The 2020 presidential election won’t be the only major newsmaker in the 2020 calendar year. The U.S. Census Bureau and all of the controversial sidebars attached to the census will be a close second.

While the nation is bogged down — perhaps even bored — with the high stakes presidential campaign, the Census Bureau is hard at work preparing for an avalanche of misinformation that could be a threat to the accurate data the Bureau is seeking. The Census Bureau is worried about internet trolls and foreign powers spreading false news. It is the first time in the bureau’s 230-year history that it has taken steps to battle a false information campaign.

Here’s why the stakes are so high. Who participates in the 2020 census count could influence how U.S. congressional seats and billions of federal tax dollars to educate children, help low-income families and pave new roads are divided up, according to the Associated Press.

Already, false and inaccurate social media posts about the census have begun to appear online, where they have been viewed thousands of times. Foremost on everyone’s mind are the misinformation wars waged during the last presidential election to confuse U.S. voters.

Fake posts about the census began popping up days after the U.S. Supreme Court ruled in June that the Trump administration could not ask about citizenship status on the 2020 census: Conservative bloggers, Twitter users and pundits falsely blamed former President Barack Obama for scrubbing the question from the form in 2010, the AP noted, adding that the main census form hasn’t included a citizenship question since 1950. The bureau’s own analysis found it would discourage people from participating, possibly skewing results.

Back in September, sham posts popped up warning online neighborhood chat groups that robbers were scamming their way into people’s homes by asking to check residents’ identification for the upcoming census. The online hoax left Census Bureau officials scrambling to get the post removed from Facebook, concerned that census workers who were knocking on doors to verify addresses could face trouble.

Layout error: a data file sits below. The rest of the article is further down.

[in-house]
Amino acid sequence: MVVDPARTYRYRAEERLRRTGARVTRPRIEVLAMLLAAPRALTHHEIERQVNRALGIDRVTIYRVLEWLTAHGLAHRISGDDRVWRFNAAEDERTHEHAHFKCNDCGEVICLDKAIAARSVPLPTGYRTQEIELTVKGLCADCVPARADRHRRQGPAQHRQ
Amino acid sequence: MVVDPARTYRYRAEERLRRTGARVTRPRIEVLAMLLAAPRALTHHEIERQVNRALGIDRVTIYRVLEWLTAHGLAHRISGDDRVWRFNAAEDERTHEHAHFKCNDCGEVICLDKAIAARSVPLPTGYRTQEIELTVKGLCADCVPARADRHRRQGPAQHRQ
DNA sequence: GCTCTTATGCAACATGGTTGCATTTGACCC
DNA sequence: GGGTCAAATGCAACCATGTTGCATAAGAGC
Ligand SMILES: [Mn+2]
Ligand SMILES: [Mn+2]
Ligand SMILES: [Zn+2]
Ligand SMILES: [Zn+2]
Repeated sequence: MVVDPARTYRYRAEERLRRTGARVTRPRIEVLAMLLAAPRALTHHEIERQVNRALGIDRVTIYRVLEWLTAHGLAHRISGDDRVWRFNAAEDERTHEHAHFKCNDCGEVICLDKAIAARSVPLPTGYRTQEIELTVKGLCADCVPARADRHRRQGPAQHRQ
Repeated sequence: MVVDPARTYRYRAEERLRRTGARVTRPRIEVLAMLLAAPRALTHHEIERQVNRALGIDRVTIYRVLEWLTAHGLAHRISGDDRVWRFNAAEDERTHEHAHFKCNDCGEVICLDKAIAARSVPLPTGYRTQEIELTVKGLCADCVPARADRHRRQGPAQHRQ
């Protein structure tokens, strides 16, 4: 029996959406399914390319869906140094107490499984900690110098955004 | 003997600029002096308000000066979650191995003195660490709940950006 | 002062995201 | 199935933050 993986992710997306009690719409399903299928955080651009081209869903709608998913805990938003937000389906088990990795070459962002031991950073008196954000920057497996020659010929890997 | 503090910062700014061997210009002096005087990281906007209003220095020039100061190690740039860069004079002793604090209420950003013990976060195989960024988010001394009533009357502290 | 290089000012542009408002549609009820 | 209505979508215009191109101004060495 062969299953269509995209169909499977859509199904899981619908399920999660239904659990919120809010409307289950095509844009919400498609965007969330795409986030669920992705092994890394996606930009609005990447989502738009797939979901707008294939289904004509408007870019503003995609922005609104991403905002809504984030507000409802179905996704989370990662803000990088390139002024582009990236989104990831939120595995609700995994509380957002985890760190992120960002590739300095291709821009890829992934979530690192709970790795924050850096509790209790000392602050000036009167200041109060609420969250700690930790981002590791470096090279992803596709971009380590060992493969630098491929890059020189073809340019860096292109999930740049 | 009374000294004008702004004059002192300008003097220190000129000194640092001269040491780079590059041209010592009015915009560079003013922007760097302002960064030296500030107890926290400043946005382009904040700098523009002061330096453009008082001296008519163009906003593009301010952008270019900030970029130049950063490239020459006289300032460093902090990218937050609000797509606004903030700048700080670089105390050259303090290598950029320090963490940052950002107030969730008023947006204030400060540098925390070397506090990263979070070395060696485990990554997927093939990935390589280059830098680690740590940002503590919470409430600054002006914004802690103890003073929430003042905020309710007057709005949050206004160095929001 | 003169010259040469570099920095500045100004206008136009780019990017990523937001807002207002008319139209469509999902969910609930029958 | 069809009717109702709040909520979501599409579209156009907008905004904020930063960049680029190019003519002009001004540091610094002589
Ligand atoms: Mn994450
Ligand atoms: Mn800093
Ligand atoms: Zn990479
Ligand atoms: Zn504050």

Cyber and census experts worry that trolls and foreign governments — particularly Russia and China — will sow more confusion to discourage people from participating in the census. The bureau is working with Facebook, Twitter and Google to stamp out inaccurate information.

The census form is sent every decade to households in America to count the population. John Thompson, former U.S. Census Bureau director, pointed out that if bad people want to disrupt a democracy, they have to go about it by disrupting a census.

We’re putting our readers on notice that they need to be alert for online misinformation when it comes time for the 2020 census is very important when it comes to U.S. congressional seats and federal money to educate our children, help low-income families, pave our roads and host of other valuable data important to a free democracy.